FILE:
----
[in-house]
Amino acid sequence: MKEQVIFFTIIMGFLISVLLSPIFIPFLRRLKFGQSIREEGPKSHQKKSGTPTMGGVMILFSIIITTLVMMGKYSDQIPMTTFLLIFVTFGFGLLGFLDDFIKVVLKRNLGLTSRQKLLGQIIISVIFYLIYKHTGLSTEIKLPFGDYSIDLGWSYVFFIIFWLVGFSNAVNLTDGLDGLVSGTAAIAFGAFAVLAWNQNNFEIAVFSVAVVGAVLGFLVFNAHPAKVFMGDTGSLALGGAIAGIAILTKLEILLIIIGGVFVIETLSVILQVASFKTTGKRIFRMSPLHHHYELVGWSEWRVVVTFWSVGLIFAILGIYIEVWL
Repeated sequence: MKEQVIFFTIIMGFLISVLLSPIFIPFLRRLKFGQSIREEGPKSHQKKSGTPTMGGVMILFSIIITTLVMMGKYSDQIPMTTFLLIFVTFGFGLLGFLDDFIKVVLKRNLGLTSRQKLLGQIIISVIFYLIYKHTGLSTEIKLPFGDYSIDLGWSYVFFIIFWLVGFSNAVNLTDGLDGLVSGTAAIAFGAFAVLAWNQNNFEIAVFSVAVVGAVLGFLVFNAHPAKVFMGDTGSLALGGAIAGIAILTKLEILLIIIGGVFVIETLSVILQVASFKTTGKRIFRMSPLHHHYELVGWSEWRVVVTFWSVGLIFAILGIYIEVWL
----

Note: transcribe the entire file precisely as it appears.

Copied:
[in-house]
Amino acid sequence: MKEQVIFFTIIMGFLISVLLSPIFIPFLRRLKFGQSIREEGPKSHQKKSGTPTMGGVMILFSIIITTLVMMGKYSDQIPMTTFLLIFVTFGFGLLGFLDDFIKVVLKRNLGLTSRQKLLGQIIISVIFYLIYKHTGLSTEIKLPFGDYSIDLGWSYVFFIIFWLVGFSNAVNLTDGLDGLVSGTAAIAFGAFAVLAWNQNNFEIAVFSVAVVGAVLGFLVFNAHPAKVFMGDTGSLALGGAIAGIAILTKLEILLIIIGGVFVIETLSVILQVASFKTTGKRIFRMSPLHHHYELVGWSEWRVVVTFWSVGLIFAILGIYIEVWL
Repeated sequence: MKEQVIFFTIIMGFLISVLLSPIFIPFLRRLKFGQSIREEGPKSHQKKSGTPTMGGVMILFSIIITTLVMMGKYSDQIPMTTFLLIFVTFGFGLLGFLDDFIKVVLKRNLGLTSRQKLLGQIIISVIFYLIYKHTGLSTEIKLPFGDYSIDLGWSYVFFIIFWLVGFSNAVNLTDGLDGLVSGTAAIAFGAFAVLAWNQNNFEIAVFSVAVVGAVLGFLVFNAHPAKVFMGDTGSLALGGAIAGIAILTKLEILLIIIGGVFVIETLSVILQVASFKTTGKRIFRMSPLHHHYELVGWSEWRVVVTFWSVGLIFAILGIYIEVWL